Category Archives: popular media

Presbyterians And Brexit

On the eve of the referendum in the United Kingdom on whether they should leave the European Union I wanted to very quickly look at where various Presbyterians stand on the issue.

To my knowledge, the only top governing body or denomination that has taken a stand is the 2016 General Assembly of the Church of Scotland which endorsed remaining in the European Union. In the article the convener of the Church and Society Council, the Rev. Sally Foster Fulton, says that it is a work in progress and remaining is the only way to influence the transformation.

While the Presbyterian Church in Ireland has not taken a stand, they did publish an article to help people understand the referendum and think about it.

And some churches have been hosting debates as well including the London Kirk and Craigy Hill Presbyterian Church.

If there is another official denominational voice on this please let me know and I would be happy to update.

There are some prominent individual voices that have weighed in so sticking with the Church of Scotland one of those voices is the Hanna Mary Goodlad, the Moderator of the National Youth Assembly, who was highlighted in a separate article articulating reasons to stay. She tied it to her trip to the Srebrenica-Potočari Memorial Centre and Cemetery in Bosnia where more than 5,000 people are buried, the scene of the worst European genocide since World War II. The message was Europe is more peaceful and stable if it is united.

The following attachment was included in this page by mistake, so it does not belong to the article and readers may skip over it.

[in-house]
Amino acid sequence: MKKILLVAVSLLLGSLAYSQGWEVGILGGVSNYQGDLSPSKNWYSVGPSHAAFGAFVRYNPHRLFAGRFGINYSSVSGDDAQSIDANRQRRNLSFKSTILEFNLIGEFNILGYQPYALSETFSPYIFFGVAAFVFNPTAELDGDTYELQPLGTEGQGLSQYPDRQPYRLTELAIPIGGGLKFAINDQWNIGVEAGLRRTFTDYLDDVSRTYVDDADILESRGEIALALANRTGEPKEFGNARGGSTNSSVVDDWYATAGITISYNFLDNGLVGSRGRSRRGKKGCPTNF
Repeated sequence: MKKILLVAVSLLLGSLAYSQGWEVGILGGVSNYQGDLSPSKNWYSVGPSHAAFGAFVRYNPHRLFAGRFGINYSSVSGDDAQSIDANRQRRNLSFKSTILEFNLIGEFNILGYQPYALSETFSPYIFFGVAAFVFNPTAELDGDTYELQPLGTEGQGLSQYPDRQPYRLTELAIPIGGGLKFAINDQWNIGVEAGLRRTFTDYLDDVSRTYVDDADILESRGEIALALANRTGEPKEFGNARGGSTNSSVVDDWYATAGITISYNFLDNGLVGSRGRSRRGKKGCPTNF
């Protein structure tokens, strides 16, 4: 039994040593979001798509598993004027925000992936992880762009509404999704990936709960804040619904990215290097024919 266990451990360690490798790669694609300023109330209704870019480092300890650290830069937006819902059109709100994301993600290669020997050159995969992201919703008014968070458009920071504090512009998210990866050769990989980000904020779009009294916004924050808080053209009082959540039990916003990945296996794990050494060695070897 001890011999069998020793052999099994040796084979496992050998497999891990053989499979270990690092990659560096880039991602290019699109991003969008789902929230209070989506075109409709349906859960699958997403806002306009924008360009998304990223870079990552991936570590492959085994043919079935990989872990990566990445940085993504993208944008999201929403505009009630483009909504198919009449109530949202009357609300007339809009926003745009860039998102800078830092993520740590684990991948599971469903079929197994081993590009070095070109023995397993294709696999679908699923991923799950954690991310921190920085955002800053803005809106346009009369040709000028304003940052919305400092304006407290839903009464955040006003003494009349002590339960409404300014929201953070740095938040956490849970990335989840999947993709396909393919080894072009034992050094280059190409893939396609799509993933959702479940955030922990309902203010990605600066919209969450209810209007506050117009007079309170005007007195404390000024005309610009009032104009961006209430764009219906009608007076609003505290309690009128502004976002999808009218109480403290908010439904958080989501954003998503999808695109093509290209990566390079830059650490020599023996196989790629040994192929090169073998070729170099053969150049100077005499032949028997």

There are prominent individual voices on the other side. One of these is the Rev. David Robinson, the immediate past Moderator of the Free Church of Scotland, who says that after spending no small amount of time studying the issue:

[Democracy] is for me the key issue. Those who make our laws should be accountable to those for whom they are made. The elected should answer to the electorate. The demos needs a democracy. And the European project is fundamentally at its core anti-democratic.

And for a very different perspective, from Northern Ireland we have the Rev. David McMillan of the Free Presbyterians who favors leaving. The article in the Irish Times talks about his view that the European Union was prophesied by Daniel and that “this union of nations would bring to a close ‘the Times of the Gentiles'(the end of the world)”.

I will leave it at that.

Our prayers are with the UK tomorrow as they make this important decision.

Review Of The BBC Documentary “An Independent People”

I had heard about the BBC – Northern Ireland producing a documentary on Ulster Presbyterians titled “An Independent People.” Well, it is now released and was broadcast on the BBC this past week with the final part airing last night.